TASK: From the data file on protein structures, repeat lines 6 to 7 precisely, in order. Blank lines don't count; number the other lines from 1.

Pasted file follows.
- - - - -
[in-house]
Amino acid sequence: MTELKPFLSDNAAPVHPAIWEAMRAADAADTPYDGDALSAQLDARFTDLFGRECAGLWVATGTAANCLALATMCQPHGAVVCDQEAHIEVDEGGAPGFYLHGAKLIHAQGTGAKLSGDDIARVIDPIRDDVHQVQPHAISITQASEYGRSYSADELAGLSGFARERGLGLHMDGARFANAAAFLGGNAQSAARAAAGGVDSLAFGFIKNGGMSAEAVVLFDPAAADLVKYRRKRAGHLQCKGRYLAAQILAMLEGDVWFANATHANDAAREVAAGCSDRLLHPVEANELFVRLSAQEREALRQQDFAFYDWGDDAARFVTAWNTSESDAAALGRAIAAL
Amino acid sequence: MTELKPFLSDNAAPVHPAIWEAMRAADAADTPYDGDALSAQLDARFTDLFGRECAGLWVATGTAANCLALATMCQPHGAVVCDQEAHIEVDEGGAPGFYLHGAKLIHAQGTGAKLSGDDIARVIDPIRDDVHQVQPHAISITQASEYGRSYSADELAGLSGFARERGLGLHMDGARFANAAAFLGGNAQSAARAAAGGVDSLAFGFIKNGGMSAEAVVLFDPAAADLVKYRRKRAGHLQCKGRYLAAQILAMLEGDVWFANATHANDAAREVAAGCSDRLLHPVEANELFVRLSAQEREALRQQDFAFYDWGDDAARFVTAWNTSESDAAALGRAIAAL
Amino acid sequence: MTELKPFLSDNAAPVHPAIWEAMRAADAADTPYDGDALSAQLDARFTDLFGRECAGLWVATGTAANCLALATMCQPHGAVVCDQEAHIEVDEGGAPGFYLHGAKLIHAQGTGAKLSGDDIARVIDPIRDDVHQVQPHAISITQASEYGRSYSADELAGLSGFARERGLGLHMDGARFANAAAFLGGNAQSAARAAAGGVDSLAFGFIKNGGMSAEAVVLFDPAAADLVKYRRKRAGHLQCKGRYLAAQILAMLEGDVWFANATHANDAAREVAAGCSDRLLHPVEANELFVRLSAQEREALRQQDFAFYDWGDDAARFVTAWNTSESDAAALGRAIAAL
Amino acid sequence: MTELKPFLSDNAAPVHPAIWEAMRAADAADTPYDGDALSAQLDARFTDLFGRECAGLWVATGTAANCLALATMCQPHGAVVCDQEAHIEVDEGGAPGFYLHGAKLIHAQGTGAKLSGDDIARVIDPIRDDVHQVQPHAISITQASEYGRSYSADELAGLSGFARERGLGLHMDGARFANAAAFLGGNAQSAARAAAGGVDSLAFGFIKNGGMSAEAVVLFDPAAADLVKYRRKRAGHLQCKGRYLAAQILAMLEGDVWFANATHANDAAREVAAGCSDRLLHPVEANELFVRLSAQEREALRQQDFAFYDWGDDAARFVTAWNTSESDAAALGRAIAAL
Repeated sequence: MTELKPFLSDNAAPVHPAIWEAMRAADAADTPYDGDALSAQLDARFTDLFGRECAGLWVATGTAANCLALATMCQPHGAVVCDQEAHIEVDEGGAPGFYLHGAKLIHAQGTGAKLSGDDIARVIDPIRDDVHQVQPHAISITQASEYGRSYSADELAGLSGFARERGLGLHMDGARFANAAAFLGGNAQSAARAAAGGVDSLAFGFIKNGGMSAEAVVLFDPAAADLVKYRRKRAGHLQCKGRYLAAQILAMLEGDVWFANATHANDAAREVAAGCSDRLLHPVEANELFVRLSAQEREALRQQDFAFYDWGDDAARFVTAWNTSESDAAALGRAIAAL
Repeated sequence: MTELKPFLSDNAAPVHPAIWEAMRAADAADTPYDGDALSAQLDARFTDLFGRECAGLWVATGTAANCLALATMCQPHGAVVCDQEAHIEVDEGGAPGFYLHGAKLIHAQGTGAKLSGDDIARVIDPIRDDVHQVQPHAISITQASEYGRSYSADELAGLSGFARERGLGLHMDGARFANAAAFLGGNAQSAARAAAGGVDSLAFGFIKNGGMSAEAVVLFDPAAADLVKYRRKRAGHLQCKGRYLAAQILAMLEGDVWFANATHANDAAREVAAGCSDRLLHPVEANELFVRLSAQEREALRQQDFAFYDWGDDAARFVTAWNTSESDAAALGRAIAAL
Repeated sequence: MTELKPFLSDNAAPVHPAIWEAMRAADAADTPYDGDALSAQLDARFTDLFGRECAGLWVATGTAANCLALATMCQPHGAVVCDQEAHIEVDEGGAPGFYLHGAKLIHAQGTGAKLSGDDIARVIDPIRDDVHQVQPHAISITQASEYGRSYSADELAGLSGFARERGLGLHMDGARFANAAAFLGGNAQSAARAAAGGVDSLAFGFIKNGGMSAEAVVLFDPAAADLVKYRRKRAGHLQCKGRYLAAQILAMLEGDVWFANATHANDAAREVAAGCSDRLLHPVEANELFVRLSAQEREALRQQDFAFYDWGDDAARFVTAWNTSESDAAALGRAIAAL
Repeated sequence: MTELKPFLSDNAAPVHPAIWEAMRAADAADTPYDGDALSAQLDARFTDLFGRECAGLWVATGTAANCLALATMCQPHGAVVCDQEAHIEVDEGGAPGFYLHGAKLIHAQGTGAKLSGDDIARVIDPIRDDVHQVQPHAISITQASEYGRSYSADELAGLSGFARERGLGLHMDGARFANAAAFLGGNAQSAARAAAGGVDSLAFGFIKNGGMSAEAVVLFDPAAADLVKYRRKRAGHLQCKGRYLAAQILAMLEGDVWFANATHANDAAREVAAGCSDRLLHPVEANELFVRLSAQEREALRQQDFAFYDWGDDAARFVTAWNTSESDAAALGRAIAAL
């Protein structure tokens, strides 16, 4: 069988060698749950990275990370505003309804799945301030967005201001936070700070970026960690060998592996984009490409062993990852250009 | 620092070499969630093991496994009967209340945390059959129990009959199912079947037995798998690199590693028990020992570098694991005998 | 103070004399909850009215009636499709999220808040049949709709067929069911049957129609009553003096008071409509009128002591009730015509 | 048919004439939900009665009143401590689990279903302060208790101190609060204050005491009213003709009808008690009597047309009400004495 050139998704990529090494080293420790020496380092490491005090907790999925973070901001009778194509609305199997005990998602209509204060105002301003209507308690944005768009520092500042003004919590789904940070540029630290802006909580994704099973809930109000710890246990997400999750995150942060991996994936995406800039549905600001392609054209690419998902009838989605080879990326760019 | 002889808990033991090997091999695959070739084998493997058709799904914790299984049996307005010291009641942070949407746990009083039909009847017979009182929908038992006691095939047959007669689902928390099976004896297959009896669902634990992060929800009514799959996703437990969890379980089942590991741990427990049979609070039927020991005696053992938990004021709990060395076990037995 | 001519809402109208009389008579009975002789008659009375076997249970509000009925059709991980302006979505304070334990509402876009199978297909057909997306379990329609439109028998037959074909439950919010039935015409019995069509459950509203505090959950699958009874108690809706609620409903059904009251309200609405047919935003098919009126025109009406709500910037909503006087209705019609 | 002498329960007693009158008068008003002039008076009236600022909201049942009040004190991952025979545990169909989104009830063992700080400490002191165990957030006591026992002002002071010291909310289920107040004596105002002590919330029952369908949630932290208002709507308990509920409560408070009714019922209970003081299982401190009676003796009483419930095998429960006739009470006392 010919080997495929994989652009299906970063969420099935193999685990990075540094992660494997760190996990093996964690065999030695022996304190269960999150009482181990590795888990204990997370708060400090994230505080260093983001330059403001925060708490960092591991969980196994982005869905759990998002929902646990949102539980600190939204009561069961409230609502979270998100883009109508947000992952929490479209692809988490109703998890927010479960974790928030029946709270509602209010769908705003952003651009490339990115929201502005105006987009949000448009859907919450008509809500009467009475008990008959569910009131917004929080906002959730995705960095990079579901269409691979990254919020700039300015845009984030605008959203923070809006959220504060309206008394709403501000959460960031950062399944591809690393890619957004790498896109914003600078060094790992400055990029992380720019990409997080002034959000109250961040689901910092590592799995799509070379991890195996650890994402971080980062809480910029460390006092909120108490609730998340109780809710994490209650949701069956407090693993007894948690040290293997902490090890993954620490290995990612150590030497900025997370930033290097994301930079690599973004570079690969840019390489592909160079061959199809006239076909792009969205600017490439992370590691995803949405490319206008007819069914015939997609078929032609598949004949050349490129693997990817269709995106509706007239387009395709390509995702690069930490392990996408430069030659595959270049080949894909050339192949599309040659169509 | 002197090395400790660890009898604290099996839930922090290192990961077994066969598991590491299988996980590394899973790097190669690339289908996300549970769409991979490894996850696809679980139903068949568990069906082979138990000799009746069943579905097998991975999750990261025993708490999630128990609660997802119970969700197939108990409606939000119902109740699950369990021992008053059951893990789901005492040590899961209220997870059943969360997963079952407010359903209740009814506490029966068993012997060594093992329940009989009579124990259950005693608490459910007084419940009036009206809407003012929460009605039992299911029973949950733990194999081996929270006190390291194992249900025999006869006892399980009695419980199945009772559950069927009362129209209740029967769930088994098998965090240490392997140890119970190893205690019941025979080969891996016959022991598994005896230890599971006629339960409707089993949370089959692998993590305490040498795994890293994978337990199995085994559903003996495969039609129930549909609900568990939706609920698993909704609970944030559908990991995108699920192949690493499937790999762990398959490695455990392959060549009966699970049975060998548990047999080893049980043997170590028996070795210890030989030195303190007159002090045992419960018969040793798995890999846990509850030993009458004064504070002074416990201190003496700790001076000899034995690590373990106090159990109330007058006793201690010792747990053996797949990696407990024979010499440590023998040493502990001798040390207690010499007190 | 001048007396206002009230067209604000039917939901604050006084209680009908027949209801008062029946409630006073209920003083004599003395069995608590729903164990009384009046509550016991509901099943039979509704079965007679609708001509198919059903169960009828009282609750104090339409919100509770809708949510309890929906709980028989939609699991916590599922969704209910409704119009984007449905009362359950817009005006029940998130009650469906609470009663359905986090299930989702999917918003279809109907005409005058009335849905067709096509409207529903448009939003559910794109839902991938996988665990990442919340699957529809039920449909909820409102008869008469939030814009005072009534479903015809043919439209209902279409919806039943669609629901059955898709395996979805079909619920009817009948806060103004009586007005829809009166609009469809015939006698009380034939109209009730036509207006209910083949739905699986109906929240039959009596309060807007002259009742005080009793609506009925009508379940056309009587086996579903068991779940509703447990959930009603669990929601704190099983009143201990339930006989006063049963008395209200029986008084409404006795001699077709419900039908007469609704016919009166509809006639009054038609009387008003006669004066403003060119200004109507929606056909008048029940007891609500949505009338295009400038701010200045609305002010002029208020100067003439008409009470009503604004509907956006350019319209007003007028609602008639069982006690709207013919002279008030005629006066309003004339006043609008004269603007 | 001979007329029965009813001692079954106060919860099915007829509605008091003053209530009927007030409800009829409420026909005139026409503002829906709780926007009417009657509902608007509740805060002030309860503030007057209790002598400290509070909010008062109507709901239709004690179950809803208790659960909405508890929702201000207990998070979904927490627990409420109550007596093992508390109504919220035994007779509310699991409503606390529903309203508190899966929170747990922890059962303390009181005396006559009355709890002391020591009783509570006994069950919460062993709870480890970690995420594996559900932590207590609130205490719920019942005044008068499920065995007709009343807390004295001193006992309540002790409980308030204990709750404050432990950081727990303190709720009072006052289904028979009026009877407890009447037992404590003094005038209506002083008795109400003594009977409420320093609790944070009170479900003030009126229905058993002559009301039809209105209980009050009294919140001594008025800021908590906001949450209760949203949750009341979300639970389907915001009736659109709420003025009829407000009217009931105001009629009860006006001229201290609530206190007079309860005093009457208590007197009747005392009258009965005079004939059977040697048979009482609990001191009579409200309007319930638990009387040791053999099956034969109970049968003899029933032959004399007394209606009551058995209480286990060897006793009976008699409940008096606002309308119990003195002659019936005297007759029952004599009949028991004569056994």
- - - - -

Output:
Repeated sequence: MTELKPFLSDNAAPVHPAIWEAMRAADAADTPYDGDALSAQLDARFTDLFGRECAGLWVATGTAANCLALATMCQPHGAVVCDQEAHIEVDEGGAPGFYLHGAKLIHAQGTGAKLSGDDIARVIDPIRDDVHQVQPHAISITQASEYGRSYSADELAGLSGFARERGLGLHMDGARFANAAAFLGGNAQSAARAAAGGVDSLAFGFIKNGGMSAEAVVLFDPAAADLVKYRRKRAGHLQCKGRYLAAQILAMLEGDVWFANATHANDAAREVAAGCSDRLLHPVEANELFVRLSAQEREALRQQDFAFYDWGDDAARFVTAWNTSESDAAALGRAIAAL
Repeated sequence: MTELKPFLSDNAAPVHPAIWEAMRAADAADTPYDGDALSAQLDARFTDLFGRECAGLWVATGTAANCLALATMCQPHGAVVCDQEAHIEVDEGGAPGFYLHGAKLIHAQGTGAKLSGDDIARVIDPIRDDVHQVQPHAISITQASEYGRSYSADELAGLSGFARERGLGLHMDGARFANAAAFLGGNAQSAARAAAGGVDSLAFGFIKNGGMSAEAVVLFDPAAADLVKYRRKRAGHLQCKGRYLAAQILAMLEGDVWFANATHANDAAREVAAGCSDRLLHPVEANELFVRLSAQEREALRQQDFAFYDWGDDAARFVTAWNTSESDAAALGRAIAAL